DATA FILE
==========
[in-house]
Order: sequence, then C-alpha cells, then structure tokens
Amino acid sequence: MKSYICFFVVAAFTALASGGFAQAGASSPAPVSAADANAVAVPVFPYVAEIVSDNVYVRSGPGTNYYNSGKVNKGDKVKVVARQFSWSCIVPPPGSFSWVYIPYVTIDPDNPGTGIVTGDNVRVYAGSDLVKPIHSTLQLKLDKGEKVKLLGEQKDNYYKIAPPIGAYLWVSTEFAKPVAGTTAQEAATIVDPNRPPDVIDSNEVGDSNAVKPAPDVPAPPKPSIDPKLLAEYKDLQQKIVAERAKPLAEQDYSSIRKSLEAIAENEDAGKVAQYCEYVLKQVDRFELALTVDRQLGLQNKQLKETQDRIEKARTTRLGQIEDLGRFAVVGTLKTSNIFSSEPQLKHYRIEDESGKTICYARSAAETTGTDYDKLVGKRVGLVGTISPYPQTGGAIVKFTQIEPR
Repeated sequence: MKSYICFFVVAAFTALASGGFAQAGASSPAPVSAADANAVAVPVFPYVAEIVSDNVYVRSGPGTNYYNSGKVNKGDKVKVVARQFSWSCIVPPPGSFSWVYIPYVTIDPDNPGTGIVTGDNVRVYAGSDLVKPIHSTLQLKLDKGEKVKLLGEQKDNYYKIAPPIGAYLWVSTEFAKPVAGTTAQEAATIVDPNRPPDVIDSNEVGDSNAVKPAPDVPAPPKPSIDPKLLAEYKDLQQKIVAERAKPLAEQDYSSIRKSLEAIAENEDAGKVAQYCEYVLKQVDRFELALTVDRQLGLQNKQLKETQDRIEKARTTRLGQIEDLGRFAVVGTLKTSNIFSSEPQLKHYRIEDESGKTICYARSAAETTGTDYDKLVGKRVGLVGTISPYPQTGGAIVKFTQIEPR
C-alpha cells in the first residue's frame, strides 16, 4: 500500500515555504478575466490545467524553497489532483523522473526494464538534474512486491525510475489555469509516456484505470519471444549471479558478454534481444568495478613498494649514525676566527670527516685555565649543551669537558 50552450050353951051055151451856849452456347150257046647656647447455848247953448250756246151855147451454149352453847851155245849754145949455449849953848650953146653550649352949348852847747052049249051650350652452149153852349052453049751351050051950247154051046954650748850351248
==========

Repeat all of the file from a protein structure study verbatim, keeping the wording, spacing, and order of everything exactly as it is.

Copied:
[in-house]
Order: sequence, then C-alpha cells, then structure tokens
Amino acid sequence: MKSYICFFVVAAFTALASGGFAQAGASSPAPVSAADANAVAVPVFPYVAEIVSDNVYVRSGPGTNYYNSGKVNKGDKVKVVARQFSWSCIVPPPGSFSWVYIPYVTIDPDNPGTGIVTGDNVRVYAGSDLVKPIHSTLQLKLDKGEKVKLLGEQKDNYYKIAPPIGAYLWVSTEFAKPVAGTTAQEAATIVDPNRPPDVIDSNEVGDSNAVKPAPDVPAPPKPSIDPKLLAEYKDLQQKIVAERAKPLAEQDYSSIRKSLEAIAENEDAGKVAQYCEYVLKQVDRFELALTVDRQLGLQNKQLKETQDRIEKARTTRLGQIEDLGRFAVVGTLKTSNIFSSEPQLKHYRIEDESGKTICYARSAAETTGTDYDKLVGKRVGLVGTISPYPQTGGAIVKFTQIEPR
Repeated sequence: MKSYICFFVVAAFTALASGGFAQAGASSPAPVSAADANAVAVPVFPYVAEIVSDNVYVRSGPGTNYYNSGKVNKGDKVKVVARQFSWSCIVPPPGSFSWVYIPYVTIDPDNPGTGIVTGDNVRVYAGSDLVKPIHSTLQLKLDKGEKVKLLGEQKDNYYKIAPPIGAYLWVSTEFAKPVAGTTAQEAATIVDPNRPPDVIDSNEVGDSNAVKPAPDVPAPPKPSIDPKLLAEYKDLQQKIVAERAKPLAEQDYSSIRKSLEAIAENEDAGKVAQYCEYVLKQVDRFELALTVDRQLGLQNKQLKETQDRIEKARTTRLGQIEDLGRFAVVGTLKTSNIFSSEPQLKHYRIEDESGKTICYARSAAETTGTDYDKLVGKRVGLVGTISPYPQTGGAIVKFTQIEPR
C-alpha cells in the first residue's frame, strides 16, 4: 500500500515555504478575466490545467524553497489532483523522473526494464538534474512486491525510475489555469509516456484505470519471444549471479558478454534481444568495478613498494649514525676566527670527516685555565649543551669537558 50552450050353951051055151451856849452456347150257046647656647447455848247953448250756246151855147451454149352453847851155245849754145949455449849953848650953146653550649352949348852847747052049249051650350652452149153852349052453049751351050051950247154051046954650748850351248